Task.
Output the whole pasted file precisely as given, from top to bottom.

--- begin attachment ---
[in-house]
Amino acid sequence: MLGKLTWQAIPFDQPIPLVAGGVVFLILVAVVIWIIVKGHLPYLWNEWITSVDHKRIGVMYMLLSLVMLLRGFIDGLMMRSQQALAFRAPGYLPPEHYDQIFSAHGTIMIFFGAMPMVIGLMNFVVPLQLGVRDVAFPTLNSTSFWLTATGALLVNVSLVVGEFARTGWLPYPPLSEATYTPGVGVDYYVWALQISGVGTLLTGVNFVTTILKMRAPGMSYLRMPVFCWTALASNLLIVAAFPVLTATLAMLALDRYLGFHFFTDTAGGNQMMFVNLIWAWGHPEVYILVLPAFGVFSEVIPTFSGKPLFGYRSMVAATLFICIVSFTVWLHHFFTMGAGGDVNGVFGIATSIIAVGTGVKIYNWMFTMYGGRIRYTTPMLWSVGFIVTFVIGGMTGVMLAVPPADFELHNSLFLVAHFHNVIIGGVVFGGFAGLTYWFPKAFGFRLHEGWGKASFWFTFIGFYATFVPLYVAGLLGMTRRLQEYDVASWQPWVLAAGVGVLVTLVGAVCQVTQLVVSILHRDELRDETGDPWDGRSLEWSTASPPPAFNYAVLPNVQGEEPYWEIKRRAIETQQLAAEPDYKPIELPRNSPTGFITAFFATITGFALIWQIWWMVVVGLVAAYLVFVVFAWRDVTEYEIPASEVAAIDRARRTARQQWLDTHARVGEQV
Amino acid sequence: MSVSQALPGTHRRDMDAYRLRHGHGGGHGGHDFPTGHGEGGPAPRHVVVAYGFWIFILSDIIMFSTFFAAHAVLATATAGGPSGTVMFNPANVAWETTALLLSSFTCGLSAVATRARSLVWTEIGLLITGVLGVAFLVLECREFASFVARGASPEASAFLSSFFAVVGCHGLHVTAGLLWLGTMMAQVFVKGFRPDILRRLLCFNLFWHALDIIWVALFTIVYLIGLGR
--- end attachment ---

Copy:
[in-house]
Amino acid sequence: MLGKLTWQAIPFDQPIPLVAGGVVFLILVAVVIWIIVKGHLPYLWNEWITSVDHKRIGVMYMLLSLVMLLRGFIDGLMMRSQQALAFRAPGYLPPEHYDQIFSAHGTIMIFFGAMPMVIGLMNFVVPLQLGVRDVAFPTLNSTSFWLTATGALLVNVSLVVGEFARTGWLPYPPLSEATYTPGVGVDYYVWALQISGVGTLLTGVNFVTTILKMRAPGMSYLRMPVFCWTALASNLLIVAAFPVLTATLAMLALDRYLGFHFFTDTAGGNQMMFVNLIWAWGHPEVYILVLPAFGVFSEVIPTFSGKPLFGYRSMVAATLFICIVSFTVWLHHFFTMGAGGDVNGVFGIATSIIAVGTGVKIYNWMFTMYGGRIRYTTPMLWSVGFIVTFVIGGMTGVMLAVPPADFELHNSLFLVAHFHNVIIGGVVFGGFAGLTYWFPKAFGFRLHEGWGKASFWFTFIGFYATFVPLYVAGLLGMTRRLQEYDVASWQPWVLAAGVGVLVTLVGAVCQVTQLVVSILHRDELRDETGDPWDGRSLEWSTASPPPAFNYAVLPNVQGEEPYWEIKRRAIETQQLAAEPDYKPIELPRNSPTGFITAFFATITGFALIWQIWWMVVVGLVAAYLVFVVFAWRDVTEYEIPASEVAAIDRARRTARQQWLDTHARVGEQV
Amino acid sequence: MSVSQALPGTHRRDMDAYRLRHGHGGGHGGHDFPTGHGEGGPAPRHVVVAYGFWIFILSDIIMFSTFFAAHAVLATATAGGPSGTVMFNPANVAWETTALLLSSFTCGLSAVATRARSLVWTEIGLLITGVLGVAFLVLECREFASFVARGASPEASAFLSSFFAVVGCHGLHVTAGLLWLGTMMAQVFVKGFRPDILRRLLCFNLFWHALDIIWVALFTIVYLIGLGR